“I said ‘Welcome those children into this country,’” Sanders said of the Central American migrant crisis. “Secretary Clinton said ‘Send them back.’ Big difference.”

Clinton fired back, accusing Sanders of standing “with vigilantes known as Minutemen who were taking up outposts along the border to hunt down immigrants.”

Sanders claimed Clinton was picking and choosing pieces of a larger bill he supported.

“Madam Secretary, I will match my record against yours any day of the week,” he declared.

There were moments of agreement, too. Under prodding from Ramos, each candidate also offered a solemn vow not to deport undocumented children already living in the United States.

3. Both Candidates Won’t Say If Trump Is Racist

Neither Democratic candidate would give a "yes" or "no" answer when asked “Is Donald Trump racist?” But the two didn’t hold back on attacking the Republican frontrunner, making their feelings towards him very clear.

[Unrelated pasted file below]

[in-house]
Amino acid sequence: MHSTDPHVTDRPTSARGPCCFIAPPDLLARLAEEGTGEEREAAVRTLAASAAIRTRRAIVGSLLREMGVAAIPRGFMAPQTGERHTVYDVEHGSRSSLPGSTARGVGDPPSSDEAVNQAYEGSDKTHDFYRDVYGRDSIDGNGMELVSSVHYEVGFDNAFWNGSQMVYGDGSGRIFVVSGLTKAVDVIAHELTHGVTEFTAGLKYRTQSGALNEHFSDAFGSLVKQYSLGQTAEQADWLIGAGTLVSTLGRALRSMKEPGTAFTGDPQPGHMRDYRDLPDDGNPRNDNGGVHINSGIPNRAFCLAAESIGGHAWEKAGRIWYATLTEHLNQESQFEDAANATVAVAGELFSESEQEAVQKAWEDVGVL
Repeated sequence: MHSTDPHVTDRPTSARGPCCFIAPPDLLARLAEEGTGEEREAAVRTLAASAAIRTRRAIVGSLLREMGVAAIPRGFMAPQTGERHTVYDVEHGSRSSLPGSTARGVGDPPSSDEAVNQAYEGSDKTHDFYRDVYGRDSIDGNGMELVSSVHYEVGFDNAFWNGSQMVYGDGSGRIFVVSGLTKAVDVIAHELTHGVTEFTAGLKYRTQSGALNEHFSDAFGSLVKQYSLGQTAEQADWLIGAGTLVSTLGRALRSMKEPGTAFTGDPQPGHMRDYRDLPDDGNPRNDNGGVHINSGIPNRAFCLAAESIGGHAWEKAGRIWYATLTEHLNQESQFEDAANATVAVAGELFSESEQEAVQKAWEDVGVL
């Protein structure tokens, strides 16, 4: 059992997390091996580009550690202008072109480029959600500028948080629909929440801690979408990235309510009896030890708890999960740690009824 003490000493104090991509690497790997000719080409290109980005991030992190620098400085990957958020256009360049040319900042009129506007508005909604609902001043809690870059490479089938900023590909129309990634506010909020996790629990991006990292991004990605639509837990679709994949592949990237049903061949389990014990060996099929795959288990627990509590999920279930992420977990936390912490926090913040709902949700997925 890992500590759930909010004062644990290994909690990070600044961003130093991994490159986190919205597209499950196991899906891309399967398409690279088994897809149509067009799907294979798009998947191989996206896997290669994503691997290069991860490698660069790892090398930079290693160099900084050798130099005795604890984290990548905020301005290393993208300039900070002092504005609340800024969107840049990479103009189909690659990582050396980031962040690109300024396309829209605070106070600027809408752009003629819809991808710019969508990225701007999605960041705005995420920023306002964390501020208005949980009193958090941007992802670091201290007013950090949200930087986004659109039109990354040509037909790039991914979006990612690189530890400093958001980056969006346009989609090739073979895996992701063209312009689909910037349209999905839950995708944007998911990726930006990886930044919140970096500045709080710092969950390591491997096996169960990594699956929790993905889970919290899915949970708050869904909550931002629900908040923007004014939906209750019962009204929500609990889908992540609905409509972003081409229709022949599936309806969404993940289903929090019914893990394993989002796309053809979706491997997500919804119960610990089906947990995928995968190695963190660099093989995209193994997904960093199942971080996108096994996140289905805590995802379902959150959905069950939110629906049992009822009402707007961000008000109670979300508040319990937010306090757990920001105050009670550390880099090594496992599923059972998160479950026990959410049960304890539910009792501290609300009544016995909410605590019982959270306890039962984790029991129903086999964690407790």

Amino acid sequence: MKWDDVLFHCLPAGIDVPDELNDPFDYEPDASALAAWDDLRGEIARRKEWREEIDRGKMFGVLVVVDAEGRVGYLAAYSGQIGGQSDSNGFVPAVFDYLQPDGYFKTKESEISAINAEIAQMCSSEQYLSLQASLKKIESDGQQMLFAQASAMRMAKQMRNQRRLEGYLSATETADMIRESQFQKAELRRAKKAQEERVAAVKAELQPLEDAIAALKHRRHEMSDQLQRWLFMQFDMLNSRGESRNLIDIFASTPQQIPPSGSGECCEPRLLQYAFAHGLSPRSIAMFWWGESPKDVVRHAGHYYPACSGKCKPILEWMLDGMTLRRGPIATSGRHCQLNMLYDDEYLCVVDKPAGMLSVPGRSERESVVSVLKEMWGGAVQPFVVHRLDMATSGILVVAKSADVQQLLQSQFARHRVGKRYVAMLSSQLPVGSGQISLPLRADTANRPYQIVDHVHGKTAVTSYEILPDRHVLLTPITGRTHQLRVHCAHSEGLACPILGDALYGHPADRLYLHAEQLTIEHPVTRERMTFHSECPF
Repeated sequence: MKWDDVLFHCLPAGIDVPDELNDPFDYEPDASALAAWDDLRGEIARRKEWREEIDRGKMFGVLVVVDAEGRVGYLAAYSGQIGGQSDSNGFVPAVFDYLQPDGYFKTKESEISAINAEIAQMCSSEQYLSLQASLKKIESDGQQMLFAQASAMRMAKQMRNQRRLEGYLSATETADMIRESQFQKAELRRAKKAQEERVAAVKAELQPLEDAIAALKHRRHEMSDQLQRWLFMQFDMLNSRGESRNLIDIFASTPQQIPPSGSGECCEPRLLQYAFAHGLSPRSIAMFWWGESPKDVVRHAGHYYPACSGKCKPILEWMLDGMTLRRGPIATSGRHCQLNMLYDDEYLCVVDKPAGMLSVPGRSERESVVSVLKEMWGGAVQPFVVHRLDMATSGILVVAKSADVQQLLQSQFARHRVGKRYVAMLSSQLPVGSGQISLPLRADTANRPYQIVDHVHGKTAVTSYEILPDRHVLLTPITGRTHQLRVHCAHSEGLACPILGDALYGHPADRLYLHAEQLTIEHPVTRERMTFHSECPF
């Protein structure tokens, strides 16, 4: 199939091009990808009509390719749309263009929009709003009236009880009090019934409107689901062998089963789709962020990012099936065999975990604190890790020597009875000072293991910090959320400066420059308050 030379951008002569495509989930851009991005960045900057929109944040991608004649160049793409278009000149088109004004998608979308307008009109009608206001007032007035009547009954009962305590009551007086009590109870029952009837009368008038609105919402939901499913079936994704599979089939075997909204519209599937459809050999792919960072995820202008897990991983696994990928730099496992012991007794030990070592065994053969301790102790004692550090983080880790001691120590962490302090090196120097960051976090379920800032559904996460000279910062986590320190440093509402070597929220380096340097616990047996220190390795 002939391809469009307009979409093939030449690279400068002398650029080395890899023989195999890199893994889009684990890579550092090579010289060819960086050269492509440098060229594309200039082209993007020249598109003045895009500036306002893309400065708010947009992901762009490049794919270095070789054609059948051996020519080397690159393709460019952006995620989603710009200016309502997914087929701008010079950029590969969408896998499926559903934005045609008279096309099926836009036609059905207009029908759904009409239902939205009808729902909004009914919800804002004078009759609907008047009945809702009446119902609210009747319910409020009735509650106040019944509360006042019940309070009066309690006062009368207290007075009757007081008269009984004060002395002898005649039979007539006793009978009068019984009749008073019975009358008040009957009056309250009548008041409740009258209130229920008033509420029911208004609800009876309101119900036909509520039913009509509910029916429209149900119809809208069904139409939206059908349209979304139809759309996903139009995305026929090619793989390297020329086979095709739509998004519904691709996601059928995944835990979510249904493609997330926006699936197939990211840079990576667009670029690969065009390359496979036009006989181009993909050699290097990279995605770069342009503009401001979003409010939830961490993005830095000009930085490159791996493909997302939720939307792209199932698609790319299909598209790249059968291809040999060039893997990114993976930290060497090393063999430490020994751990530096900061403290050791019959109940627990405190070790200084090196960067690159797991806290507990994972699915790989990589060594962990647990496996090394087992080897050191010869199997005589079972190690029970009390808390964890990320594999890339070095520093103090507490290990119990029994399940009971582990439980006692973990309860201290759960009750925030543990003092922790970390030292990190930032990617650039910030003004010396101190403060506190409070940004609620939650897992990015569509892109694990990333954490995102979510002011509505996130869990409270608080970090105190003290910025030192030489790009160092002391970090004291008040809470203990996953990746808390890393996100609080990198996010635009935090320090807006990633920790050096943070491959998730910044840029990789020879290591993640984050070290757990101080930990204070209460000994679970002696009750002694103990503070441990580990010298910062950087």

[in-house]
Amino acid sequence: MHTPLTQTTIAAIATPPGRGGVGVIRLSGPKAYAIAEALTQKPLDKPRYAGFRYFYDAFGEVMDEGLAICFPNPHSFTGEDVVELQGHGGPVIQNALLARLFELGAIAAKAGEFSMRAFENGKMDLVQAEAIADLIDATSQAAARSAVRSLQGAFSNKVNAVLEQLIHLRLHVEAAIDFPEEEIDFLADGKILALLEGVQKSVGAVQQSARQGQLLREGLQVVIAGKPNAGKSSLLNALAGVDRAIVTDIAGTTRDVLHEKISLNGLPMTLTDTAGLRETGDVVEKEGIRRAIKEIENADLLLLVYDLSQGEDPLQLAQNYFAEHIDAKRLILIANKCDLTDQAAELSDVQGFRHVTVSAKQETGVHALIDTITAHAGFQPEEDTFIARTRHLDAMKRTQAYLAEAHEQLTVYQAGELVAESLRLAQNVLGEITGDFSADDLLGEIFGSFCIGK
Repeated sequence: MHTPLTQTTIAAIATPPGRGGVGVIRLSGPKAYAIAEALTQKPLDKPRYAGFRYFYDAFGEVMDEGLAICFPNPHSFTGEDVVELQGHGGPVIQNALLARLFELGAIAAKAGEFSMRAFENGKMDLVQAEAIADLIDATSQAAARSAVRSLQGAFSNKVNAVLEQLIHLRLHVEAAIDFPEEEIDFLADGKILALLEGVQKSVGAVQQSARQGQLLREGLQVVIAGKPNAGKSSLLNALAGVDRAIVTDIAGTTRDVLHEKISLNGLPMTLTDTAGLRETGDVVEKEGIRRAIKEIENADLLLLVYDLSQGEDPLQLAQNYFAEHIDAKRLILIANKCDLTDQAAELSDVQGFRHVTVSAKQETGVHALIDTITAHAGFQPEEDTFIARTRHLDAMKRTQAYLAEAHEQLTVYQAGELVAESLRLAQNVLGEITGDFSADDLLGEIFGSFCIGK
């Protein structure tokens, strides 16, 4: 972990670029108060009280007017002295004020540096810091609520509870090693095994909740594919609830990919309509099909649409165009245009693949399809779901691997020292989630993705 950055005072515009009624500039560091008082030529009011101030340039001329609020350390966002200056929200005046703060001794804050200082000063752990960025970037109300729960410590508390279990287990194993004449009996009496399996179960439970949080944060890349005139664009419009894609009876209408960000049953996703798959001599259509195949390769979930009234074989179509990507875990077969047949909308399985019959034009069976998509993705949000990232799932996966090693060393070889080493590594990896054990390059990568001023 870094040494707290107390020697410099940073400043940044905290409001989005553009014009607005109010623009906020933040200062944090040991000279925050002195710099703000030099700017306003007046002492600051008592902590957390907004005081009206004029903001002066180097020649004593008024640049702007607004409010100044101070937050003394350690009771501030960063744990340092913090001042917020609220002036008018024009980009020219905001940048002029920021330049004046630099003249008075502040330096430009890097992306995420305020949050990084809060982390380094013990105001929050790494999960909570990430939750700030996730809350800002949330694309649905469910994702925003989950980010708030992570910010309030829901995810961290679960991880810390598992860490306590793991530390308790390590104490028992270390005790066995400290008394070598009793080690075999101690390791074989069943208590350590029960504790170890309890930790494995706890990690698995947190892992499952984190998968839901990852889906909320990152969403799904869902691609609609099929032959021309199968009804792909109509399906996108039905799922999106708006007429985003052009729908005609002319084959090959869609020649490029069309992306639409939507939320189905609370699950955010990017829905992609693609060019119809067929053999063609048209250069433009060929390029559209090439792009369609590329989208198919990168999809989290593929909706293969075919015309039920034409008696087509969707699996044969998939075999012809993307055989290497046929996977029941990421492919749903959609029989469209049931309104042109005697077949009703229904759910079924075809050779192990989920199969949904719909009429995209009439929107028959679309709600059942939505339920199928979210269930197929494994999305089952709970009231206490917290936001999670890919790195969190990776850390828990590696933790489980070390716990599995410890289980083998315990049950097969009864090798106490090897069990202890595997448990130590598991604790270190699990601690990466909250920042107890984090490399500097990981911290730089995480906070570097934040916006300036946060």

Calling Trump un-American, Clinton said it’s up to the voters to draw their own conclusions about Trump's inflammatory rhetoric.

“I was the first one to call him out,” Clinton said. I called him out when he was calling Mexican rapists, when he was engaging in rhetoric that I found deeply offensive. I said basta!”

And Sanders called him unelectable.

“I think that the American people are never going to elect a president who insults Mexicans, who insults Muslims, who insults women, who insults African-Americans,” Sanders said.

4. Clinton Mocks Trump’s “Beautiful” Wall

Clinton acknowledged that she has voted for increased border security, including building a wall, but she was quick to argue that the wall she backs would be nothing like Donald Trump’s proposed barrier. She went on to mock the businessman.

“I understand him, he's talking about a very tall wall, right, a beautiful tall wall, the most beautiful tall wall, better than the Great Wall of China,” she said taking a teasing tone as she imitated the Republicans frontrunner. “He would somehow magically get the Mexican government to pay for, and, you know, it's just fantasy.”

By comparison, she insisted that she supported “a pedestrian fence in some place, a vehicle fence in other places.”

5. Clinton Gets Self-Reflective